Sayerville community looks to begin healing process

Sayerville community looks to begin healing process


Sayerville community looks to begin healing process


SAYREVILLE, N.J. — After seven Sayreville High School football players were charged in connection with the alleged hazing and sexual assaults of four teammates, an organizer of a candlelight vigil for the victims hopes the event can unite a divided community.

“What I am hoping for is that everyone comes together,” Maureen Jenkins, a resident of the borough’s Parlin section, said of the vigil, which will be held across the street from the high school on Sunday at 6 p.m.

“There is so much collateral damage, and that’s for every kid in that school who has to live with this black cloud over their head. As a community, we need to come together to help support the victims. We are all victims here.”

The arrests late Friday night of six players, all aged 15 to 17, came just five days after Schools Superintendent Rich Labbe announced he was shutting down the entire football program in response to what he described at the time as pervasive and widespread bullying. The seventh player turned himself in to authorities early Saturday morning, according to a statement from the Middlesex County Prosecutor’s Office.

The arrested players will next appear before a Family Court judge. That hearing is not open to the public and the names of the players have not been released because they are juveniles.

Labbe’s decision brought national attention to the high school and polarized the working-class community as many players and their parents vehemently protested his move during a school board meeting earlier this week.

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Former Sayreville football coach Sal Mistretta, who laid the groundwork that enabled the program to become one of the state’s most successful, said now that charges have been filed, any ambiguity regarding the allegations should be eliminated.

“I think this dismisses any kind of doubt whether this was normal locker room behavior as some people have been saying,” Mistretta said.

“I think this cements the severity of the crime and the fact that this is something some people have been minimizing. Hopefully they now realize that the program had to be shut down or that drastic measures had to be taken, and the superintendent did the right thing.”

F. Clark Power, a professor of psychology and education at the University of Notre Dame who presents workshops on hazing nationally through his Play Like A Champion program, said he believes the victims could be psychologically scarred from the alleged abuse.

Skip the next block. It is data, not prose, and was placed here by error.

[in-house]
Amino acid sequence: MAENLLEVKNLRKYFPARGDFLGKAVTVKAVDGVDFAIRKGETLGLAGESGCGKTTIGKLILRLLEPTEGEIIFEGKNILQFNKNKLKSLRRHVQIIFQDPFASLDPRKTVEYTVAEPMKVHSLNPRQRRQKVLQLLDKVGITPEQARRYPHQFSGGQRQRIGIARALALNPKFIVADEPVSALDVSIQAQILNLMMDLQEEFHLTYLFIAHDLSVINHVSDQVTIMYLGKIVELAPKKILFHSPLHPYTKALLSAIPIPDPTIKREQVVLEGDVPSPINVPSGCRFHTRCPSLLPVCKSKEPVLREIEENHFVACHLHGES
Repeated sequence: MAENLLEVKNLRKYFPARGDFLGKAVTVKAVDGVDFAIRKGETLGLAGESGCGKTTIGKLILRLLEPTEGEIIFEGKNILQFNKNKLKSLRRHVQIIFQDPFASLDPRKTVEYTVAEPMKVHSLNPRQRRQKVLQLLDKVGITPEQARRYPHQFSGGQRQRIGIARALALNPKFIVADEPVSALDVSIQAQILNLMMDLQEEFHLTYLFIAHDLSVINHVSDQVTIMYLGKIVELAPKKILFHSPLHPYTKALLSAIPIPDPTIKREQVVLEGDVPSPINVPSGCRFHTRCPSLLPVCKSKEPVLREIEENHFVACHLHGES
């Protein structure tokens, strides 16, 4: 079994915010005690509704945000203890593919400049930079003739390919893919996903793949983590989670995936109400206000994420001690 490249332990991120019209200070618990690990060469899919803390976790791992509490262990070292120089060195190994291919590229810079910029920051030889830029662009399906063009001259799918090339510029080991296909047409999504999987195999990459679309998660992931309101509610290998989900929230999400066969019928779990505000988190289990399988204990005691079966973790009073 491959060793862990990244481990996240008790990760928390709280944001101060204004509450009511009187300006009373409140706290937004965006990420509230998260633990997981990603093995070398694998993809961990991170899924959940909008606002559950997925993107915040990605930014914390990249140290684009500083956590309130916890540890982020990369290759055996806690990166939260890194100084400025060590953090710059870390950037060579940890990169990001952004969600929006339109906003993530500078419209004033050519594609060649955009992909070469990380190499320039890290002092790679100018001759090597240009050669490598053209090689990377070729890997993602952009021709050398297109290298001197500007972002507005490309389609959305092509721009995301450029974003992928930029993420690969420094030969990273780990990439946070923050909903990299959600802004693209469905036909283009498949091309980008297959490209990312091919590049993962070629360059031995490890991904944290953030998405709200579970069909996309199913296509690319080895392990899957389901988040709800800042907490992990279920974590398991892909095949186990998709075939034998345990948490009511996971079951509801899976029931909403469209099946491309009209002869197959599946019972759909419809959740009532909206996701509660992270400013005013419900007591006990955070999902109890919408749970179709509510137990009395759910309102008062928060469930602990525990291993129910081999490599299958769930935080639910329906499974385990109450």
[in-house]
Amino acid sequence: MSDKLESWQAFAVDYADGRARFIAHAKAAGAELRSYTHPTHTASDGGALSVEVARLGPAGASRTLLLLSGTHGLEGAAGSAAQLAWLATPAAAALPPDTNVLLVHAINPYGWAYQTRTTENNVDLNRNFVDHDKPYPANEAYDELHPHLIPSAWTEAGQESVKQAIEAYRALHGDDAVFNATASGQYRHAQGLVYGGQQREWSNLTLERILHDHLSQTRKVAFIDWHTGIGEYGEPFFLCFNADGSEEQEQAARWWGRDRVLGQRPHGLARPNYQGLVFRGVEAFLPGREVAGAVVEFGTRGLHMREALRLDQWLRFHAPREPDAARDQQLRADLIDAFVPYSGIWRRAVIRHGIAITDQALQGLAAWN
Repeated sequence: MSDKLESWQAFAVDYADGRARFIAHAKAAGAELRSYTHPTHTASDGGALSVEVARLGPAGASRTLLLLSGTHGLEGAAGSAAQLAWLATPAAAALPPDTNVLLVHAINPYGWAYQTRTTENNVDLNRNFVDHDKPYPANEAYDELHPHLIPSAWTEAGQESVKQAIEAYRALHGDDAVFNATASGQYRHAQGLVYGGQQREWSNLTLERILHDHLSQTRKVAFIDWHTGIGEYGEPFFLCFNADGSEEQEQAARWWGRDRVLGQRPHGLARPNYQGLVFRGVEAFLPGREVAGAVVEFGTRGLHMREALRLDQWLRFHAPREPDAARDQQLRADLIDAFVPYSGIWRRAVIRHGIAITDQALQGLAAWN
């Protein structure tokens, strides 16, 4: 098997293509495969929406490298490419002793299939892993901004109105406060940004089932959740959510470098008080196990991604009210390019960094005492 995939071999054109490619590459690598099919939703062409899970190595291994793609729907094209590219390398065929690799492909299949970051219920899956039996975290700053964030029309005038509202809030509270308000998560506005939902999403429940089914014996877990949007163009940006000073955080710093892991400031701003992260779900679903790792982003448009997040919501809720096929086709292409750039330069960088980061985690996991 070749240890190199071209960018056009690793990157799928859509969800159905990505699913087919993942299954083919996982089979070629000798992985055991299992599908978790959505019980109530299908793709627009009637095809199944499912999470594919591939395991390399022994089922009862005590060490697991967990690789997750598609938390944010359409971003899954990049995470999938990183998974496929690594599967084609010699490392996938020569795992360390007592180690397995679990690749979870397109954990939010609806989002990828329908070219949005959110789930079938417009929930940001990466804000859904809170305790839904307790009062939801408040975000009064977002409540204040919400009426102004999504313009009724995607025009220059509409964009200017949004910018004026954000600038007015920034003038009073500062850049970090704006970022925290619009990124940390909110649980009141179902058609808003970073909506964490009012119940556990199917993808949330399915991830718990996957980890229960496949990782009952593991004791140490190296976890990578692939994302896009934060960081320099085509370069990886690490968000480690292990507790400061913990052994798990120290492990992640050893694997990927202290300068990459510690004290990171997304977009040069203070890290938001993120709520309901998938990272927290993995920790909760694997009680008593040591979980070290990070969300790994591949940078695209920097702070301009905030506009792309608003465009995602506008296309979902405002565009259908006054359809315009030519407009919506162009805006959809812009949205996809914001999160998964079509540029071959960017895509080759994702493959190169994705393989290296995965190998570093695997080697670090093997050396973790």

“People who have been abused often blame themselves or feel inadequate, so there are all kinds of outcomes with this sort of thing,” Power said. “You are talking about what is this child’s upbringing, where is the child in terms of his sexual identity, is this child at a point where he can get help to process this? This is a pretty serious thing.”

Sayreville Mayor Kennedy O’Brien announced Saturday the formation of a new leadership organization, the Sayreville Coalition of Community Leadership, which includes two former mayors and several local clergy members.

“Over the past few days, Sayreville has been hurt, has been embarrassed and has many, many questions about what has happened,” a statement from the organization said. “Our group is focused on healing. To that end, we stand together as a resource for the people of Sayreville. We offer counseling, we offer resources and will actively work together to help in any way we can.”

Former Mayors James Zagata and John McCormack join O’Brien in the coalition, as well as Rev. Clarence Bulluck of Faith Fellowship Ministries, Rev. Joseph Balina of Faith Fellowship Ministries, Rev. Thomas Ryan of Our Lady of Victories and Rev. Kenneth Murphy of St. Stanislaus Kostka.

“We love Sayreville,” the statement said. “It is a wonderful community of people who are dedicated to one another. This is a time to come together and to pray, as we rebuild and focus on the future.”

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